(Also submitted to Sunday Scribblings)

Sunday, June 17, 2012

Magpie 122

For Three-Word Wednesday and ABC Wednesday
Mad Men in the Mud
Ron: Okay, enough of this chit-chat. Remember, Phil Irving, who we hope to God is going to be a new client for us, is coming here tomorrow. Believe me, this will be sort of the Olympics for this agency – go for the Gold!
Blake: Just as background info, Phil Irving’s first name isn’t, by the way, Philip. His parents were from the old country and they named him “Felix.” Felix Irving. So he uses “Phil.” Naturally, there’s a temptation to make a joke about Felix the Cat; avoid that at all costs. He also hates the phrase “the mud guy,” which competitors call him and which we must also avoid. He markets excellent products, especially the “I-Deal Galoshes,” which happen to be very successful and profitable; they could pay the salaries of quite a few of us in this agency for years.
Ron: The “I” in “I-Deal” of course refers to Irving. As you probably know, his slogan is “Wet and Wonderful: The I-Deals, THE Galoshes for 21st-Century Mud!”
Blake: Good God, will he expect us to use that? Can’t we come up with something a bit more – euphonius?
Wendell: Well, euphonius guy I know, so you work on it. (Chuckles)
Blake: How does that help, Wendell?
Ron: There’s some bad news. He wants us to put both his wife and his - er - friend to work in the same commercial.
Wendell: Wow.
Ron: Enough of that. Now, here’s our little list of “don’ts” for tomorrow when Irving’s here. No reference to the famous Cat. No use of the phrase “mud guy.” Try to act like top professionals, not people wandering about in a fog. And let’s make an effort to show great interest in the contributions of both Mrs. Irving and Phil’s friend Miss Mullen – er, what’s her first name?
Blake: Candee; she has two “e”s at the end.
Wendell: Bet that’s not all she’s got at the end.
Blake: How does that help, Wendell?
Ron: By the way, Edna, Mrs Irving believes she has a career as a writer. She wants to write the copy for the commercials. Uh – you have anything to say to that?
Edna: As head of the copy department, I’m speechless.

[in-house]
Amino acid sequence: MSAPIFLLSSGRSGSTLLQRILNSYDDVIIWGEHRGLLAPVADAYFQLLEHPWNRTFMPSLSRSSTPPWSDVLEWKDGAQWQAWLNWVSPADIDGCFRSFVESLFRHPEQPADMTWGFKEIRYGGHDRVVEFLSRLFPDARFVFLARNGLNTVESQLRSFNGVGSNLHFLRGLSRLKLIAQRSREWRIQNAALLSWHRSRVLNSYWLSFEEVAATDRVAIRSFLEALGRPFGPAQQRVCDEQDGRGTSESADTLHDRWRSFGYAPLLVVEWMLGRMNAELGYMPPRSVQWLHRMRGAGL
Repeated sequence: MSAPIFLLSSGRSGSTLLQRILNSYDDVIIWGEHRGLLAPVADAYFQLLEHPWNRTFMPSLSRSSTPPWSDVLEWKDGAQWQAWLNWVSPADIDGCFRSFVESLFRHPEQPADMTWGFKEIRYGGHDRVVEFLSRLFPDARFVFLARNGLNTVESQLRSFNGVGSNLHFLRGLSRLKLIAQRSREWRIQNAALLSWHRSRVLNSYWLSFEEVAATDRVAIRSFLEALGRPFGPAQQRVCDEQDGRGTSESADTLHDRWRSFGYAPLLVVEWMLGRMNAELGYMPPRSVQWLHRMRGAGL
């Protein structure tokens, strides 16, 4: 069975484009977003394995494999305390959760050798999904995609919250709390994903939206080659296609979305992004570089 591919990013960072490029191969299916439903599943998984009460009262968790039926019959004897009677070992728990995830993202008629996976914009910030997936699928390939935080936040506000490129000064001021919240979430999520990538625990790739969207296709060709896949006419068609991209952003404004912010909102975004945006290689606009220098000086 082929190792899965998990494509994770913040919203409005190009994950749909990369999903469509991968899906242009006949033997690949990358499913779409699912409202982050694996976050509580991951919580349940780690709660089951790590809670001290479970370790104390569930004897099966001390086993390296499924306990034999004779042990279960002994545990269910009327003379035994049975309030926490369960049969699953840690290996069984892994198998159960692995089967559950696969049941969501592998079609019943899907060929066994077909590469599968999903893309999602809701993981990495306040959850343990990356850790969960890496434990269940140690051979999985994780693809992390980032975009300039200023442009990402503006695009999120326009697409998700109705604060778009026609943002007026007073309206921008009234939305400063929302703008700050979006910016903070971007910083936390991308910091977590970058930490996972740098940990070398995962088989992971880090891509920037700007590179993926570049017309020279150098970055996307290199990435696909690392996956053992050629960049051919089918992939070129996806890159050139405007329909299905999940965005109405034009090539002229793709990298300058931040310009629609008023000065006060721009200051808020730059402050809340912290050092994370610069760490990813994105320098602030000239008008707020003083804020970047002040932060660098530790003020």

Ron: Don’t worry. It’ll be a struggle but here’s how we handle it. We say how much we look forward to working with her. After you get her scripts, try – I mean really try – to use some lines of hers in what you write, so she gets the idea that she was at least seriously considered. I hope that will satisfy both her and her husband.
Edna: For me, it will be like trying to write with manacles on my wrists.
Wendell: Which we may yet get around to.
Ron: And there’s another bit of bad news. Mandee – er – Sandee..?
Blake: Candee.
Ron: Yes, Candee. She would like to be the voice-over announcer.
Wendell: Holy guacamole! How do you plan to handle that?
Ron: Oh, I have a plan. I got to be the head of this agency by knowing how to handle just these types of emergencies.
Blake: I’ve been in this business for thirty years, made hundreds of commercials. Never, and I mean never, have I worked on a commercial which had both the client’s wife and his girlfriend in it.
Kit: At any rate, I’ve put together a whiz-bang Powerpoint to show him.
Ron: Powerpoint? You’re going to present a slide-show to illustrate how we make commercials? I'm too lenient with you guys; I told you to make a sample commercial.
Kit: There wasn’t time. Hey, it’s going to be a great presentation. It will knock his galoshes off. It’s got some great music and some faux animation in it.
Wendell: I just hope we don’t wind up with a faux paycheck.